CIMAT is the Centro de Investigación en Matemáticas, the centre for mathematical research. It is located in Guanajuato, México, and constitutes one of the research centres sponsored by CONACyT (Consejo Nacional de Ciencia y Tecnología, national science and technology council).
In a country like México, centres such as CIMAT are few and far between. Until a year ago when I decided myself to come here for a Master's, I had no idea that a place like this existed, much less that it could be of such high calibre. The faculty currently consists of about 70 researchers with research interests broadly categorised as pure mathematics, applied mathematics, probability and statistics, software engineering, and computer science. A more specific breakdown of the research activities is as follows:
- Pure mathematics
- Applied Mathematics
- Probability and Statitics
- Computer Science
Besides pure research activities, CIMAT also has a pedagogical role in shaping graduate students at the Master's and PhD levels in each of its research areas, provides mathematics to industries that may need it (a recent achievement of the statistics and CS folks was to improve the tequila production of the Sauza distilleries), and promotes mathematics at a popular level in schools and in society in general.
More Bare Facts
CIMAT boasts the second largest mathematical library in México, something for which its administrators keep fighting for, and hence why they always try to secure the library budget from CONACyT (the largest mathematical library in México is in the UNAM in México City). Eighty percent of its researchers are in the national excellency programme for researchers, which grants admission based on the rate of publications and citations that researchers have acquired. In other words, research is well, alive, and healthy at CIMAT.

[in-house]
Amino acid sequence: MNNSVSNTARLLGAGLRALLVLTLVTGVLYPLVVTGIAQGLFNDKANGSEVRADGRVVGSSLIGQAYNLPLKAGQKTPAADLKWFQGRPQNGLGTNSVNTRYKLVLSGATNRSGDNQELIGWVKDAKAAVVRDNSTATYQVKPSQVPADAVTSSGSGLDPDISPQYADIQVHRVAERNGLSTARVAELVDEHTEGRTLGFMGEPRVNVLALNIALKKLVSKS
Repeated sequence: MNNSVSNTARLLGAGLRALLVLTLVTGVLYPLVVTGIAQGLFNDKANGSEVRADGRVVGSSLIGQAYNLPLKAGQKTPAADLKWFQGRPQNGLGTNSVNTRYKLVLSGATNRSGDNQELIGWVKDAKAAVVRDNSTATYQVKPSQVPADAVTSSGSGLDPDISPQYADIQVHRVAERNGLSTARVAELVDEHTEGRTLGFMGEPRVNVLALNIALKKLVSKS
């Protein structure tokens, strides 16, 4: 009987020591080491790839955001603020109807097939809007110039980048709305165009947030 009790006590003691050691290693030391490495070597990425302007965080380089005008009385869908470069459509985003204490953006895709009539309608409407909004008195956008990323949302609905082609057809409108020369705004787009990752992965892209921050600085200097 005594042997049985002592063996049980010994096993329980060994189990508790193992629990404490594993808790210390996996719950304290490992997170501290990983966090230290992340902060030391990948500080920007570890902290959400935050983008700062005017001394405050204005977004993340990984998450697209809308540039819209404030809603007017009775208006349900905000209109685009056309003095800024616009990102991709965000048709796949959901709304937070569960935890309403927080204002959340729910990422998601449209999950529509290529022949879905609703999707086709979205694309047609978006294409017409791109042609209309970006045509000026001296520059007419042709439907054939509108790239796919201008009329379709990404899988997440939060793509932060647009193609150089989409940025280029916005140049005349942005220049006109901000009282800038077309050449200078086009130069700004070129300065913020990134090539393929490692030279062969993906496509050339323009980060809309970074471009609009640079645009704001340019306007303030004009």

Although there are nominally some enrollment fees and tuitions for its students, the reality is that virtually all of the graduate students enrolled here have a government scholarship from CONACyT that covers tuition and living expenses, contingent on their academic performance. In other words, no loafing around from students, since losing the scholarship is equivalent to being expelled, as most students could not cover tuition and living expenses without it.
Throughout the year, there are frequent congresses, workshops, symposia, and other academic events with invited speakers from around the world, with an average of one or two per month. Last year, 2005, was CIMAT's 25th anniversary, and in celebration the rate of such events almost doubled. CIMAT's guests are most frequently housed in the CIMATEL (CIMAT-Hotel), which was CIMAT's original campus before the new one was built next to what was once the world's largest silver mine, La Valenciana.